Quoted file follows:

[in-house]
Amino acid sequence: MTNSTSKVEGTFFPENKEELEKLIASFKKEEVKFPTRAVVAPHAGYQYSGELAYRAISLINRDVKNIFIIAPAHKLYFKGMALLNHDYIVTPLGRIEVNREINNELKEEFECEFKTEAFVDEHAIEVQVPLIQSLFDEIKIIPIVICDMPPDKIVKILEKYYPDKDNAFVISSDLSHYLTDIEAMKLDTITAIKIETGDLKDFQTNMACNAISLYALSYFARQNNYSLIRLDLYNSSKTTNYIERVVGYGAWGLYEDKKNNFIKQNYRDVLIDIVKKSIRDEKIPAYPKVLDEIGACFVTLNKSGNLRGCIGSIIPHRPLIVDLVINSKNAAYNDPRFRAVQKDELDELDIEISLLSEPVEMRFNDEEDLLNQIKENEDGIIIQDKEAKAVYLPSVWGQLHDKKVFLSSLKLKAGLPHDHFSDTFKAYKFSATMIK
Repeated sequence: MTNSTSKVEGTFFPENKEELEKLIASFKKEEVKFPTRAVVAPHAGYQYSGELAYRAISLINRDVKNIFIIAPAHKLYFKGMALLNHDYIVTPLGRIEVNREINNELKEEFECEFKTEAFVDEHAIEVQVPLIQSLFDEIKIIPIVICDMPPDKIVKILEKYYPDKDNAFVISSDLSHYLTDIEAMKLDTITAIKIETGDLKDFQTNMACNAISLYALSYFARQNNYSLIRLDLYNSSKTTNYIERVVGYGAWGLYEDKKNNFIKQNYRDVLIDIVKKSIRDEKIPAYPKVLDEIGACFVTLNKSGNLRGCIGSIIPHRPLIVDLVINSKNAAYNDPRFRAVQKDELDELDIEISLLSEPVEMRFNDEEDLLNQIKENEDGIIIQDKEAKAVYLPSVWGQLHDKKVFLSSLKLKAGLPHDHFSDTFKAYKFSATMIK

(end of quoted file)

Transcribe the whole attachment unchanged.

[in-house]
Amino acid sequence: MTNSTSKVEGTFFPENKEELEKLIASFKKEEVKFPTRAVVAPHAGYQYSGELAYRAISLINRDVKNIFIIAPAHKLYFKGMALLNHDYIVTPLGRIEVNREINNELKEEFECEFKTEAFVDEHAIEVQVPLIQSLFDEIKIIPIVICDMPPDKIVKILEKYYPDKDNAFVISSDLSHYLTDIEAMKLDTITAIKIETGDLKDFQTNMACNAISLYALSYFARQNNYSLIRLDLYNSSKTTNYIERVVGYGAWGLYEDKKNNFIKQNYRDVLIDIVKKSIRDEKIPAYPKVLDEIGACFVTLNKSGNLRGCIGSIIPHRPLIVDLVINSKNAAYNDPRFRAVQKDELDELDIEISLLSEPVEMRFNDEEDLLNQIKENEDGIIIQDKEAKAVYLPSVWGQLHDKKVFLSSLKLKAGLPHDHFSDTFKAYKFSATMIK
Repeated sequence: MTNSTSKVEGTFFPENKEELEKLIASFKKEEVKFPTRAVVAPHAGYQYSGELAYRAISLINRDVKNIFIIAPAHKLYFKGMALLNHDYIVTPLGRIEVNREINNELKEEFECEFKTEAFVDEHAIEVQVPLIQSLFDEIKIIPIVICDMPPDKIVKILEKYYPDKDNAFVISSDLSHYLTDIEAMKLDTITAIKIETGDLKDFQTNMACNAISLYALSYFARQNNYSLIRLDLYNSSKTTNYIERVVGYGAWGLYEDKKNNFIKQNYRDVLIDIVKKSIRDEKIPAYPKVLDEIGACFVTLNKSGNLRGCIGSIIPHRPLIVDLVINSKNAAYNDPRFRAVQKDELDELDIEISLLSEPVEMRFNDEEDLLNQIKENEDGIIIQDKEAKAVYLPSVWGQLHDKKVFLSSLKLKAGLPHDHFSDTFKAYKFSATMIK